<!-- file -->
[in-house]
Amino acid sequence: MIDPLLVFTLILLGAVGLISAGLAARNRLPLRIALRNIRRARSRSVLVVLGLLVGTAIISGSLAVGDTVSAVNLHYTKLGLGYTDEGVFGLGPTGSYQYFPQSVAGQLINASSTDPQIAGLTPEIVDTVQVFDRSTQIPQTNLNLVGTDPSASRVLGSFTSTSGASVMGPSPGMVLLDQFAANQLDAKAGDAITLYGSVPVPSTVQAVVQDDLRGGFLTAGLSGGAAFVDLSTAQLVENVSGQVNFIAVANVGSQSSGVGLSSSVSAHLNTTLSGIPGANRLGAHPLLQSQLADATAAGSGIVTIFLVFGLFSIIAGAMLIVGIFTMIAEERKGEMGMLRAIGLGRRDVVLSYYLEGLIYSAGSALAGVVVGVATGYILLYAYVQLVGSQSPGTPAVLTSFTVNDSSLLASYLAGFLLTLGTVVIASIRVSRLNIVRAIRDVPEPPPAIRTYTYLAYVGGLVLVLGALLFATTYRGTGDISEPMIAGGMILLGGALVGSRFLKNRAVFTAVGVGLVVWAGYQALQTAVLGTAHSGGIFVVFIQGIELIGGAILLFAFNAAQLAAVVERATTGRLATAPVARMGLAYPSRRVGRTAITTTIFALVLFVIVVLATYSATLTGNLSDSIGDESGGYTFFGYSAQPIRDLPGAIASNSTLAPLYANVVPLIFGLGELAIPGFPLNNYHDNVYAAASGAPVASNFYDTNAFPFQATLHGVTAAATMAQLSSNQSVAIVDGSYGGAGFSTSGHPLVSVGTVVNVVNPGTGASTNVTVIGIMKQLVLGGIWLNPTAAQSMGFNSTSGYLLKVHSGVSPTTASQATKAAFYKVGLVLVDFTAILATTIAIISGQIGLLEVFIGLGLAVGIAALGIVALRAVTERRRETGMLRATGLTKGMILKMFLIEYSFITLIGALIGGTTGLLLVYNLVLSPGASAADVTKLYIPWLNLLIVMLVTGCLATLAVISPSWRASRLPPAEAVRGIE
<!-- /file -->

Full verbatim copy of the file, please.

[in-house]
Amino acid sequence: MIDPLLVFTLILLGAVGLISAGLAARNRLPLRIALRNIRRARSRSVLVVLGLLVGTAIISGSLAVGDTVSAVNLHYTKLGLGYTDEGVFGLGPTGSYQYFPQSVAGQLINASSTDPQIAGLTPEIVDTVQVFDRSTQIPQTNLNLVGTDPSASRVLGSFTSTSGASVMGPSPGMVLLDQFAANQLDAKAGDAITLYGSVPVPSTVQAVVQDDLRGGFLTAGLSGGAAFVDLSTAQLVENVSGQVNFIAVANVGSQSSGVGLSSSVSAHLNTTLSGIPGANRLGAHPLLQSQLADATAAGSGIVTIFLVFGLFSIIAGAMLIVGIFTMIAEERKGEMGMLRAIGLGRRDVVLSYYLEGLIYSAGSALAGVVVGVATGYILLYAYVQLVGSQSPGTPAVLTSFTVNDSSLLASYLAGFLLTLGTVVIASIRVSRLNIVRAIRDVPEPPPAIRTYTYLAYVGGLVLVLGALLFATTYRGTGDISEPMIAGGMILLGGALVGSRFLKNRAVFTAVGVGLVVWAGYQALQTAVLGTAHSGGIFVVFIQGIELIGGAILLFAFNAAQLAAVVERATTGRLATAPVARMGLAYPSRRVGRTAITTTIFALVLFVIVVLATYSATLTGNLSDSIGDESGGYTFFGYSAQPIRDLPGAIASNSTLAPLYANVVPLIFGLGELAIPGFPLNNYHDNVYAAASGAPVASNFYDTNAFPFQATLHGVTAAATMAQLSSNQSVAIVDGSYGGAGFSTSGHPLVSVGTVVNVVNPGTGASTNVTVIGIMKQLVLGGIWLNPTAAQSMGFNSTSGYLLKVHSGVSPTTASQATKAAFYKVGLVLVDFTAILATTIAIISGQIGLLEVFIGLGLAVGIAALGIVALRAVTERRRETGMLRATGLTKGMILKMFLIEYSFITLIGALIGGTTGLLLVYNLVLSPGASAADVTKLYIPWLNLLIVMLVTGCLATLAVISPSWRASRLPPAEAVRGIE